Our experiences in 2014 have been rewarding beyond our dreams. Taking the time to look back over all of our blog posts, Facebook posts, and photos has made it all seem even more unbelievable. It’s been a Year of Nomadic Family Travel and it’s hard to believe all that we’ve done and the amazing places that we’ve visited. We are truly grateful to have spent the year exploring and learning together, living abroad, and making friends.
There was so much to cover in our year-end review, that we felt that our recollections needed to be broken up into two parts for easier reading. If you haven’t read Part 1, which covers January – June, then you can find it here. Otherwise, read on as we cover our adventures from July – December.
People choose to travel for a number of reasons, but it often includes a desire to expose oneself to new experiences and cultures. It gives us an opportunity to grow and learn. To us, it’s what makes travel such a rich and worthwhile venture. However, putting yourself in unfamiliar situations, where you don’t always know the language, can sometimes cause stress and frustration. In fact, travel challenges are guaranteed. How you handle that stress and frustration will determine your success as a traveler and the satisfaction you get from traveling.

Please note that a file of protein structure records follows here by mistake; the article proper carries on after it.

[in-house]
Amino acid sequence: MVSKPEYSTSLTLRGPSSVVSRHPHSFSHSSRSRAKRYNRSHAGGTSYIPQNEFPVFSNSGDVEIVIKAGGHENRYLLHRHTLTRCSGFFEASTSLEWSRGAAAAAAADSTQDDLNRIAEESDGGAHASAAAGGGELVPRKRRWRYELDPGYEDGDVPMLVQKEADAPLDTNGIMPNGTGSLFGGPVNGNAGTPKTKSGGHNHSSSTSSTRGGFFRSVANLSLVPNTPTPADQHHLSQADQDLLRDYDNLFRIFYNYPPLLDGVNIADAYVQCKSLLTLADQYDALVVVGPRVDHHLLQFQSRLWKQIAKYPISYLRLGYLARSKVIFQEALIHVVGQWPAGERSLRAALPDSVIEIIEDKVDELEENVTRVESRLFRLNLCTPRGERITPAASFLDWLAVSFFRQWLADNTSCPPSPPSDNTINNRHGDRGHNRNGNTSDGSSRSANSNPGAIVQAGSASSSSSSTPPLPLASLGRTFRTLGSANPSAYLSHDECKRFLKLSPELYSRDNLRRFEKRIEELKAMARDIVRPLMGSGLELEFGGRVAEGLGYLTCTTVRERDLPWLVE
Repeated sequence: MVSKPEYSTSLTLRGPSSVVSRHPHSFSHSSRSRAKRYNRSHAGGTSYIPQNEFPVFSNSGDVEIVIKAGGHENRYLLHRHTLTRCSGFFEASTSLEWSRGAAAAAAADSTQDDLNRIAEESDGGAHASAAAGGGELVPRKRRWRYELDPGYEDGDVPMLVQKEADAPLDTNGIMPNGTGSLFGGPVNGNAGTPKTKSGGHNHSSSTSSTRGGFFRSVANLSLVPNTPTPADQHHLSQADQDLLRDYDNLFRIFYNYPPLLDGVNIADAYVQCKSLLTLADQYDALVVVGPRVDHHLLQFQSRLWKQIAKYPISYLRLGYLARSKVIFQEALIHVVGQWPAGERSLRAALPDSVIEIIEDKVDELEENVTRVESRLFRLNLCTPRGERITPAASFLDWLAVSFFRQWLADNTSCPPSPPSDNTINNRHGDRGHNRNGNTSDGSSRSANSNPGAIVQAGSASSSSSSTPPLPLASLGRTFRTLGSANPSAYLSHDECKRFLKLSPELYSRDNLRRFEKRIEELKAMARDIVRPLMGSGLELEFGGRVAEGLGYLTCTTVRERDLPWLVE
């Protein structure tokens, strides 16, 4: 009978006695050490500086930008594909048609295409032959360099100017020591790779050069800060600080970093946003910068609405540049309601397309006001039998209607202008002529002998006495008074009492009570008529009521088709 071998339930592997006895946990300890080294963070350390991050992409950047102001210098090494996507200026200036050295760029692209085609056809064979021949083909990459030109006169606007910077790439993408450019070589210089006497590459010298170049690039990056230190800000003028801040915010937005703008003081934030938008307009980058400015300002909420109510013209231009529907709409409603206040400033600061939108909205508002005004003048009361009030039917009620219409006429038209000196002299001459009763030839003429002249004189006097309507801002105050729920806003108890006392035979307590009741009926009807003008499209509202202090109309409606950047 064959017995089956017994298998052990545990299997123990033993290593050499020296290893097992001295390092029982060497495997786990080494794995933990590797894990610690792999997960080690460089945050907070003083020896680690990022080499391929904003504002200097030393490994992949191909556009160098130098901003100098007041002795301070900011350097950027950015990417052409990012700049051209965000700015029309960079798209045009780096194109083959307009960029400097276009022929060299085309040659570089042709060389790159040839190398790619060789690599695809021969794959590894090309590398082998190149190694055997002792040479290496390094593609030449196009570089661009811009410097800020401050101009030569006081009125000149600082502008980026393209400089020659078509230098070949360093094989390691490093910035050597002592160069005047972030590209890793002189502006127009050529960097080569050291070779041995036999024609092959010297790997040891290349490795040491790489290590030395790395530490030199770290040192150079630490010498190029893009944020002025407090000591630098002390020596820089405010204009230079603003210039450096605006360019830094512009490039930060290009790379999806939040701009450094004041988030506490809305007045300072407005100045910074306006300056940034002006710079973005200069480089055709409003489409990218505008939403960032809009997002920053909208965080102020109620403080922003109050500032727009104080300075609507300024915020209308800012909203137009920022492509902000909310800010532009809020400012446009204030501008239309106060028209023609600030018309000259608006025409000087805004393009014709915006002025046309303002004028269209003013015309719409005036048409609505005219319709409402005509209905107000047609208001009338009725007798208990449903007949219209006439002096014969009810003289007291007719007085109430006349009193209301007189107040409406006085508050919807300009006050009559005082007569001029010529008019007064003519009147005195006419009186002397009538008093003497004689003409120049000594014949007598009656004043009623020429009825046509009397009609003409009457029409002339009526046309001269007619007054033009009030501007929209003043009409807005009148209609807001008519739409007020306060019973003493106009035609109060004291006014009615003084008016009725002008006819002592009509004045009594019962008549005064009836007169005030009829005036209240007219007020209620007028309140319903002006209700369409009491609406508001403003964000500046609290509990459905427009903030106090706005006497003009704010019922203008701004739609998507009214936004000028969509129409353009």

We visited Ljubljana in mid-November. We were happy to find that the city was every bit as charming as we’d expected it to be, even more so. The fact that it was cold and rainy wasn’t a problem, because we were expecting that, so we came prepared with warm coats and umbrellas. However, there was one surprise that we weren’t expecting. The Ljubljana Market. And, what a pleasant surprise.
It was a rainy November day and before we’d even found a parking spot in Ljubljana (pronounced “lyoob-lya-nah”) we were already enamored. This picturesque capital of Slovenia is situated about halfway between Vienna and Venice and is often compared to Prague for to its outstanding architectural beauty. In fact, Jože Plečnik, the great Slovenian architect and urban planner, designed numerous architectural masterpieces in both cities, so the comparison is apt. Although, Ljubljana can be seen as a cheaper, smaller, and less-crowded alternative to Prague.